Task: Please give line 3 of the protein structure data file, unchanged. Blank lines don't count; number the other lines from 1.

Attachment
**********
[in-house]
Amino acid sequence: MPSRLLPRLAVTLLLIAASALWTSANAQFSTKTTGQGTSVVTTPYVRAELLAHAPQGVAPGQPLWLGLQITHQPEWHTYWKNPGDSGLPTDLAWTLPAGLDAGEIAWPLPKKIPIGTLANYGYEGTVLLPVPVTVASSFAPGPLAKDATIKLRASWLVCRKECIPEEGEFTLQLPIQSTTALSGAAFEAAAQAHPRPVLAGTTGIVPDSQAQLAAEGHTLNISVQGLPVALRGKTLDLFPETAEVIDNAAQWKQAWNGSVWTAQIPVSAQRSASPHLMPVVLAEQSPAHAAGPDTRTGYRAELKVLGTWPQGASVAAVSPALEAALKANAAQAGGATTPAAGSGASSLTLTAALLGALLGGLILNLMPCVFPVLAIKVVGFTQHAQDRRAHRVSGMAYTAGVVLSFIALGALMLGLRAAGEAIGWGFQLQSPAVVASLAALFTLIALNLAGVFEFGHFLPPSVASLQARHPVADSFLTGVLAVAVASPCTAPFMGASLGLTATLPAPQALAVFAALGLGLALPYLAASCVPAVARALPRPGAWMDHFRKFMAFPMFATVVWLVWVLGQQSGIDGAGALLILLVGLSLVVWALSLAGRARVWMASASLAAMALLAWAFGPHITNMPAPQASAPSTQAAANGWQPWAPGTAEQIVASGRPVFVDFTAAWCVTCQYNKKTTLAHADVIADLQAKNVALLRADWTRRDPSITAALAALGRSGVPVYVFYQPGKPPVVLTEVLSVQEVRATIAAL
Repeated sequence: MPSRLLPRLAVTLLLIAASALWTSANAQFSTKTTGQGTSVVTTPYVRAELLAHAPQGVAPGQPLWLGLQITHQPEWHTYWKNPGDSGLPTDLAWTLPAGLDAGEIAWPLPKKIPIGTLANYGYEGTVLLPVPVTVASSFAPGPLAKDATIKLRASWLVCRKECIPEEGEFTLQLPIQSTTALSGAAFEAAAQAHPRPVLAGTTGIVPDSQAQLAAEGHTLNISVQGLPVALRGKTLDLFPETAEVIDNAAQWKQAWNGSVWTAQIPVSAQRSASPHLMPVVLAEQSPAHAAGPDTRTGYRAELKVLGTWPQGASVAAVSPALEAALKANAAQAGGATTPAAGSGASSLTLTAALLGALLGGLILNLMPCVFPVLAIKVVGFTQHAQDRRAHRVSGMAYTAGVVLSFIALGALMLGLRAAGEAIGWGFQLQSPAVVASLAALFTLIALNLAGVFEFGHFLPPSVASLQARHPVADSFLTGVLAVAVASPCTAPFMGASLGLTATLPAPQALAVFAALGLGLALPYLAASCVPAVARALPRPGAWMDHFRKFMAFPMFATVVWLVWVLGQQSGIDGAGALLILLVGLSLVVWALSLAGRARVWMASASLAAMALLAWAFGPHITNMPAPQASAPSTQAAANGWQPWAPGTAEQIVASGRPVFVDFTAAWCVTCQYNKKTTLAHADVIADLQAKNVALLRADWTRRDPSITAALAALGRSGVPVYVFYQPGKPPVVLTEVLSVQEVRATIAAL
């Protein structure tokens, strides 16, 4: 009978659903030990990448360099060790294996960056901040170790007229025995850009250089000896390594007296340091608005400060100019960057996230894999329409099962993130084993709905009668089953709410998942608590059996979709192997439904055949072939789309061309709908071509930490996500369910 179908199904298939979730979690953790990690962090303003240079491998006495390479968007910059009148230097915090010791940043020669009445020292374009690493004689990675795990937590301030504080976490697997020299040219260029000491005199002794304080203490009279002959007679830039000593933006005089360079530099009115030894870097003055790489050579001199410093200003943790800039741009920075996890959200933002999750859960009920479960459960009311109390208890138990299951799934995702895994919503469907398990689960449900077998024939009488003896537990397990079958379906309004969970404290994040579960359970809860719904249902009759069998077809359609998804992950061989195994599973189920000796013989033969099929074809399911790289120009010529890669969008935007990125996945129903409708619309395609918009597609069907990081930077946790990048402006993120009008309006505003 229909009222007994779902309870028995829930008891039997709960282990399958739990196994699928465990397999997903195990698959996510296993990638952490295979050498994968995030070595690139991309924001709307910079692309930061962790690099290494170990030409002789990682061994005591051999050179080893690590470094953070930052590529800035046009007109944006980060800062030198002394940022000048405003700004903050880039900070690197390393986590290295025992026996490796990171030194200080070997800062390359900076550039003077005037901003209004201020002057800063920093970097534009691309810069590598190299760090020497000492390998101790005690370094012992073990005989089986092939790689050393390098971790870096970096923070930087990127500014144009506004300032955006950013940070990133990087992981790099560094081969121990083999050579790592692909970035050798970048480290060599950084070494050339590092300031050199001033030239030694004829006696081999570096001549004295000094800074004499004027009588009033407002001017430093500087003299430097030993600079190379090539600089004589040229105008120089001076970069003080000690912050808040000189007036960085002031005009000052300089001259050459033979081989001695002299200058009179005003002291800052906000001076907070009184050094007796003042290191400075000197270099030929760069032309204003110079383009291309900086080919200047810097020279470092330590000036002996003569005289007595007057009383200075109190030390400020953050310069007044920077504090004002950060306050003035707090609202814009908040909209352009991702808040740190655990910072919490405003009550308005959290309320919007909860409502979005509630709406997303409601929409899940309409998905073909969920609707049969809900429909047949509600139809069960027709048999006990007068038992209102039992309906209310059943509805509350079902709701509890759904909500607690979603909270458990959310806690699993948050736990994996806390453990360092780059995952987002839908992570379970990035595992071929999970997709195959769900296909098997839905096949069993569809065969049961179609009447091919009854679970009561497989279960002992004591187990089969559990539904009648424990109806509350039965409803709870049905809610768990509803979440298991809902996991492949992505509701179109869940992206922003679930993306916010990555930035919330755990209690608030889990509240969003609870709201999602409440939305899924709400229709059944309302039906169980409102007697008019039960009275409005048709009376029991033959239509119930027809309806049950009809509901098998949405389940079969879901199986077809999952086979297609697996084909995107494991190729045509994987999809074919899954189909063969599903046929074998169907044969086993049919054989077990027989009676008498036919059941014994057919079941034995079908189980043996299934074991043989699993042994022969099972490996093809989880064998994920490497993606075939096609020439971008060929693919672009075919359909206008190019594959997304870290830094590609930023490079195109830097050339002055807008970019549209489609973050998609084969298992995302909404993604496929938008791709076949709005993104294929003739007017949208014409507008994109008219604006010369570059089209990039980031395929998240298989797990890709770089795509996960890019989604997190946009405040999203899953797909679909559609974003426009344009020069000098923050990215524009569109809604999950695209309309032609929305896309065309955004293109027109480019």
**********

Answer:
Repeated sequence: MPSRLLPRLAVTLLLIAASALWTSANAQFSTKTTGQGTSVVTTPYVRAELLAHAPQGVAPGQPLWLGLQITHQPEWHTYWKNPGDSGLPTDLAWTLPAGLDAGEIAWPLPKKIPIGTLANYGYEGTVLLPVPVTVASSFAPGPLAKDATIKLRASWLVCRKECIPEEGEFTLQLPIQSTTALSGAAFEAAAQAHPRPVLAGTTGIVPDSQAQLAAEGHTLNISVQGLPVALRGKTLDLFPETAEVIDNAAQWKQAWNGSVWTAQIPVSAQRSASPHLMPVVLAEQSPAHAAGPDTRTGYRAELKVLGTWPQGASVAAVSPALEAALKANAAQAGGATTPAAGSGASSLTLTAALLGALLGGLILNLMPCVFPVLAIKVVGFTQHAQDRRAHRVSGMAYTAGVVLSFIALGALMLGLRAAGEAIGWGFQLQSPAVVASLAALFTLIALNLAGVFEFGHFLPPSVASLQARHPVADSFLTGVLAVAVASPCTAPFMGASLGLTATLPAPQALAVFAALGLGLALPYLAASCVPAVARALPRPGAWMDHFRKFMAFPMFATVVWLVWVLGQQSGIDGAGALLILLVGLSLVVWALSLAGRARVWMASASLAAMALLAWAFGPHITNMPAPQASAPSTQAAANGWQPWAPGTAEQIVASGRPVFVDFTAAWCVTCQYNKKTTLAHADVIADLQAKNVALLRADWTRRDPSITAALAALGRSGVPVYVFYQPGKPPVVLTEVLSVQEVRATIAAL